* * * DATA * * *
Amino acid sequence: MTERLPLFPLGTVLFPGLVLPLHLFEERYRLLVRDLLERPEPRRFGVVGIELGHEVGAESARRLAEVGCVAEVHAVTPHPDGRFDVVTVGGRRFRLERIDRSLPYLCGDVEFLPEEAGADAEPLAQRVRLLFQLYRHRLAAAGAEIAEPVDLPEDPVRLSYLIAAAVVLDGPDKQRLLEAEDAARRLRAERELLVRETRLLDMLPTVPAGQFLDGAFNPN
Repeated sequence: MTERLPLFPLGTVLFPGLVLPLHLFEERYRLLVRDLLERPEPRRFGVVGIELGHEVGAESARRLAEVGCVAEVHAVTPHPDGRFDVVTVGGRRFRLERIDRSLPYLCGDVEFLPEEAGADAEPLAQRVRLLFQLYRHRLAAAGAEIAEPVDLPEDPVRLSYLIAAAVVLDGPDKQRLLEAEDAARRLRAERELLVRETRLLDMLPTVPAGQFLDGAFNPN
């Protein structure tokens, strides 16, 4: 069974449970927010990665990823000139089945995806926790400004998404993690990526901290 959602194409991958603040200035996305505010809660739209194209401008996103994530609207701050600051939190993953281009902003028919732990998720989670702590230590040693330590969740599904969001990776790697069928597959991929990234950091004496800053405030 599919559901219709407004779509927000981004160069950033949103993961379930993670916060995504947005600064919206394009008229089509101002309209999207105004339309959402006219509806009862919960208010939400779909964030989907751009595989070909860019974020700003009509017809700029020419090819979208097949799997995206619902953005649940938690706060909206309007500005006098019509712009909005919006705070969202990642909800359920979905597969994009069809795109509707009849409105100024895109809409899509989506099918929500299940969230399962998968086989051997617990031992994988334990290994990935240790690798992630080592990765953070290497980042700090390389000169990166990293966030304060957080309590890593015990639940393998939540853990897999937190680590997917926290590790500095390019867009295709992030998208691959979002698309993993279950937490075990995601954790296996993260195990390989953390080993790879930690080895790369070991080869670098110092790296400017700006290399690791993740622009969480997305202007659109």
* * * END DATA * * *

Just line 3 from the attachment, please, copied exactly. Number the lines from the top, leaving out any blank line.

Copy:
């Protein structure tokens, strides 16, 4: 069974449970927010990665990823000139089945995806926790400004998404993690990526901290 959602194409991958603040200035996305505010809660739209194209401008996103994530609207701050600051939190993953281009902003028919732990998720989670702590230590040693330590969740599904969001990776790697069928597959991929990234950091004496800053405030 599919559901219709407004779509927000981004160069950033949103993961379930993670916060995504947005600064919206394009008229089509101002309209999207105004339309959402006219509806009862919960208010939400779909964030989907751009595989070909860019974020700003009509017809700029020419090819979208097949799997995206619902953005649940938690706060909206309007500005006098019509712009909005919006705070969202990642909800359920979905597969994009069809795109509707009849409105100024895109809409899509989506099918929500299940969230399962998968086989051997617990031992994988334990290994990935240790690798992630080592990765953070290497980042700090390389000169990166990293966030304060957080309590890593015990639940393998939540853990897999937190680590997917926290590790500095390019867009295709992030998208691959979002698309993993279950937490075990995601954790296996993260195990390989953390080993790879930690080895790369070991080869670098110092790296400017700006290399690791993740622009969480997305202007659109």